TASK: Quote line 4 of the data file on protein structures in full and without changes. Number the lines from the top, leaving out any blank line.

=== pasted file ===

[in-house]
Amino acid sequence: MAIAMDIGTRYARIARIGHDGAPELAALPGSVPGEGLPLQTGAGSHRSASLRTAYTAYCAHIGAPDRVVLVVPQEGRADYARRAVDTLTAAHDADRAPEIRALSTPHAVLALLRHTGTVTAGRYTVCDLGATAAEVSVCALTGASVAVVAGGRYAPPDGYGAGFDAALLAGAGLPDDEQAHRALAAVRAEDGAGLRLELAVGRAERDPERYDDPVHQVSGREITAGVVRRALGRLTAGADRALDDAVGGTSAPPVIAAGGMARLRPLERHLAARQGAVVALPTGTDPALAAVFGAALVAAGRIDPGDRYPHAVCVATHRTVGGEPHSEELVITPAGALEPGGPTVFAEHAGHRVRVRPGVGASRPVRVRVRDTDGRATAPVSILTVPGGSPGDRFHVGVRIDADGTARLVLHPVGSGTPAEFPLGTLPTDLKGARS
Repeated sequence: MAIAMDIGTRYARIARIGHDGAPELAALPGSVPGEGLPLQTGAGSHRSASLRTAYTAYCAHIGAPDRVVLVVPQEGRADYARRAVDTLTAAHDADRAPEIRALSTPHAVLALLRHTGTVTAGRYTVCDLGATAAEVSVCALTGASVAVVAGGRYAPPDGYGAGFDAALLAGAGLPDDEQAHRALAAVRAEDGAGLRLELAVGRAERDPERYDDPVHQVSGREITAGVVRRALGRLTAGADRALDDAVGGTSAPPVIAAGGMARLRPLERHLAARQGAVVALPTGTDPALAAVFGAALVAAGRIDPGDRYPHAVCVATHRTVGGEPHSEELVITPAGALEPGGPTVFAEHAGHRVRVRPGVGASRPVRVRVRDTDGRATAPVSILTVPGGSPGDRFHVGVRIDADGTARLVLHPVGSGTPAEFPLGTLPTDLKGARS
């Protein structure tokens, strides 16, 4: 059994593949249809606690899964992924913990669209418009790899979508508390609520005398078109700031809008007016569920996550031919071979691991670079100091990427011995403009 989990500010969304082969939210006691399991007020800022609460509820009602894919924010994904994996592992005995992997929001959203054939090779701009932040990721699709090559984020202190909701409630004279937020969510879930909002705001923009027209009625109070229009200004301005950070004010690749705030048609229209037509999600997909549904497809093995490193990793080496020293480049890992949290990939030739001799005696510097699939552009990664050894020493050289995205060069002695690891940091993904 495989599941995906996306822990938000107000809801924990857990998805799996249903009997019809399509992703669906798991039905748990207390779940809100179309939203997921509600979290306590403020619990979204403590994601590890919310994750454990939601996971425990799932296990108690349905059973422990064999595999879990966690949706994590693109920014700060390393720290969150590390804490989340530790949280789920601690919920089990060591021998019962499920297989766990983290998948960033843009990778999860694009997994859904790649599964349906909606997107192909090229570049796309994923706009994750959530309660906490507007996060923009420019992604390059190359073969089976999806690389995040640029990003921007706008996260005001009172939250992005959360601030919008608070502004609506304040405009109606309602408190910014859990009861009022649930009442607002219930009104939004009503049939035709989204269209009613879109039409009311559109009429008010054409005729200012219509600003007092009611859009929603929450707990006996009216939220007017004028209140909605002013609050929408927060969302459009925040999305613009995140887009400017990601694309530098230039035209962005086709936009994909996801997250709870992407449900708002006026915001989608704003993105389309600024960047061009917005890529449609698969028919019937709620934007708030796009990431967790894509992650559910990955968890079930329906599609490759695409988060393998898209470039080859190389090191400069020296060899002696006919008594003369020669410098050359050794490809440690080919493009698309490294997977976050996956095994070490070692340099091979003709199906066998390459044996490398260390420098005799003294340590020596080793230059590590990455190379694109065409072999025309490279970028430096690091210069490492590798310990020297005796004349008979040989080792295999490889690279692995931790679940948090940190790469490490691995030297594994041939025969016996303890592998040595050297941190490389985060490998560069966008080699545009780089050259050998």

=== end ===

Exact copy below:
């Protein structure tokens, strides 16, 4: 059994593949249809606690899964992924913990669209418009790899979508508390609520005398078109700031809008007016569920996550031919071979691991670079100091990427011995403009 989990500010969304082969939210006691399991007020800022609460509820009602894919924010994904994996592992005995992997929001959203054939090779701009932040990721699709090559984020202190909701409630004279937020969510879930909002705001923009027209009625109070229009200004301005950070004010690749705030048609229209037509999600997909549904497809093995490193990793080496020293480049890992949290990939030739001799005696510097699939552009990664050894020493050289995205060069002695690891940091993904 495989599941995906996306822990938000107000809801924990857990998805799996249903009997019809399509992703669906798991039905748990207390779940809100179309939203997921509600979290306590403020619990979204403590994601590890919310994750454990939601996971425990799932296990108690349905059973422990064999595999879990966690949706994590693109920014700060390393720290969150590390804490989340530790949280789920601690919920089990060591021998019962499920297989766990983290998948960033843009990778999860694009997994859904790649599964349906909606997107192909090229570049796309994923706009994750959530309660906490507007996060923009420019992604390059190359073969089976999806690389995040640029990003921007706008996260005001009172939250992005959360601030919008608070502004609506304040405009109606309602408190910014859990009861009022649930009442607002219930009104939004009503049939035709989204269209009613879109039409009311559109009429008010054409005729200012219509600003007092009611859009929603929450707990006996009216939220007017004028209140909605002013609050929408927060969302459009925040999305613009995140887009400017990601694309530098230039035209962005086709936009994909996801997250709870992407449900708002006026915001989608704003993105389309600024960047061009917005890529449609698969028919019937709620934007708030796009990431967790894509992650559910990955968890079930329906599609490759695409988060393998898209470039080859190389090191400069020296060899002696006919008594003369020669410098050359050794490809440690080919493009698309490294997977976050996956095994070490070692340099091979003709199906066998390459044996490398260390420098005799003294340590020596080793230059590590990455190379694109065409072999025309490279970028430096690091210069490492590798310990020297005796004349008979040989080792295999490889690279692995931790679940948090940190790469490490691995030297594994041939025969016996303890592998040595050297941190490389985060490998560069966008080699545009780089050259050998």